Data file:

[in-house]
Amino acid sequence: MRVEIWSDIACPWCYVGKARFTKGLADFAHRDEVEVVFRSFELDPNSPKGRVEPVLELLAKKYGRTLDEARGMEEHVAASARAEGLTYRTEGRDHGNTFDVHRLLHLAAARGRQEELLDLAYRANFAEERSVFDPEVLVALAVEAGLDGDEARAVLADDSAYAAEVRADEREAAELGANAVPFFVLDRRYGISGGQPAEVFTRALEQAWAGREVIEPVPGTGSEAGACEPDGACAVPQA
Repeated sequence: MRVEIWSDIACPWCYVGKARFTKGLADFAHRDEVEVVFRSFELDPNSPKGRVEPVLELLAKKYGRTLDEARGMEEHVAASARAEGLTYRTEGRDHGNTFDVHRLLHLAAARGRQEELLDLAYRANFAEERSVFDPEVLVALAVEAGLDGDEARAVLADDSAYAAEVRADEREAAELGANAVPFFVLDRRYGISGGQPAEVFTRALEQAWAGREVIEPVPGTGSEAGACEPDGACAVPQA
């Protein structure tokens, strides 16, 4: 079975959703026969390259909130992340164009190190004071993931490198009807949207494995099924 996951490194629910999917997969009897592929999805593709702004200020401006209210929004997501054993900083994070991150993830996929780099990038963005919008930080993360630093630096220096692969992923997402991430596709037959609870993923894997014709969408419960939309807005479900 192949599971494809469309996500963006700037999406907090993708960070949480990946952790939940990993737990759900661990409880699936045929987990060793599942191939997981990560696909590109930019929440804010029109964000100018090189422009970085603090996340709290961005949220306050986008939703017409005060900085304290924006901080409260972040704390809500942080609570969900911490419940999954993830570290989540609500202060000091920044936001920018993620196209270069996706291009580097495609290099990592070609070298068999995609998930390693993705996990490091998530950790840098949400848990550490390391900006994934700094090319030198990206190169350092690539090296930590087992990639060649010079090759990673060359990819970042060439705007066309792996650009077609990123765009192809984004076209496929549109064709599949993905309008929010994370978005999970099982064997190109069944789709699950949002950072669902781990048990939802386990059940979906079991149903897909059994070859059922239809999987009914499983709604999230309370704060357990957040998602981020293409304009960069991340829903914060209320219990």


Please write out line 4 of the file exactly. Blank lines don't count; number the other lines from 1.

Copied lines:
């Protein structure tokens, strides 16, 4: 079975959703026969390259909130992340164009190190004071993931490198009807949207494995099924 996951490194629910999917997969009897592929999805593709702004200020401006209210929004997501054993900083994070991150993830996929780099990038963005919008930080993360630093630096220096692969992923997402991430596709037959609870993923894997014709969408419960939309807005479900 192949599971494809469309996500963006700037999406907090993708960070949480990946952790939940990993737990759900661990409880699936045929987990060793599942191939997981990560696909590109930019929440804010029109964000100018090189422009970085603090996340709290961005949220306050986008939703017409005060900085304290924006901080409260972040704390809500942080609570969900911490419940999954993830570290989540609500202060000091920044936001920018993620196209270069996706291009580097495609290099990592070609070298068999995609998930390693993705996990490091998530950790840098949400848990550490390391900006994934700094090319030198990206190169350092690539090296930590087992990639060649010079090759990673060359990819970042060439705007066309792996650009077609990123765009192809984004076209496929549109064709599949993905309008929010994370978005999970099982064997190109069944789709699950949002950072669902781990048990939802386990059940979906079991149903897909059994070859059922239809999987009914499983709604999230309370704060357990957040998602981020293409304009960069991340829903914060209320219990």